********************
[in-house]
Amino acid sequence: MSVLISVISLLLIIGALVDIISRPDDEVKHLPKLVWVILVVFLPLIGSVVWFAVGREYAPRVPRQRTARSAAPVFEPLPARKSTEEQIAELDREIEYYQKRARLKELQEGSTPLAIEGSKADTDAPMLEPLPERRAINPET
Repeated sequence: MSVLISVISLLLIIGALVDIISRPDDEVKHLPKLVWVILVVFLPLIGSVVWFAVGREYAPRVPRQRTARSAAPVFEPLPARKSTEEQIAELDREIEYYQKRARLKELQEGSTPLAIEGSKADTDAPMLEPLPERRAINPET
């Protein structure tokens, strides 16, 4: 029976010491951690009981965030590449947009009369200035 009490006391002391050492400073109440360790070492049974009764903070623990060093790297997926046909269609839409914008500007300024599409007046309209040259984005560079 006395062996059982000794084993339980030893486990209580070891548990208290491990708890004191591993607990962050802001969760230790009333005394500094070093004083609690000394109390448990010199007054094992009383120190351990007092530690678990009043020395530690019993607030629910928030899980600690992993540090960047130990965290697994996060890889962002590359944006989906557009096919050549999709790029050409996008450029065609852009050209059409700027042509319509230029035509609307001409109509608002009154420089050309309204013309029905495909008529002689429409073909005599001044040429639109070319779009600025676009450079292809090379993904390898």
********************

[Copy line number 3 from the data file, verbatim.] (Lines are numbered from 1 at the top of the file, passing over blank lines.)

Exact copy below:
Repeated sequence: MSVLISVISLLLIIGALVDIISRPDDEVKHLPKLVWVILVVFLPLIGSVVWFAVGREYAPRVPRQRTARSAAPVFEPLPARKSTEEQIAELDREIEYYQKRARLKELQEGSTPLAIEGSKADTDAPMLEPLPERRAINPET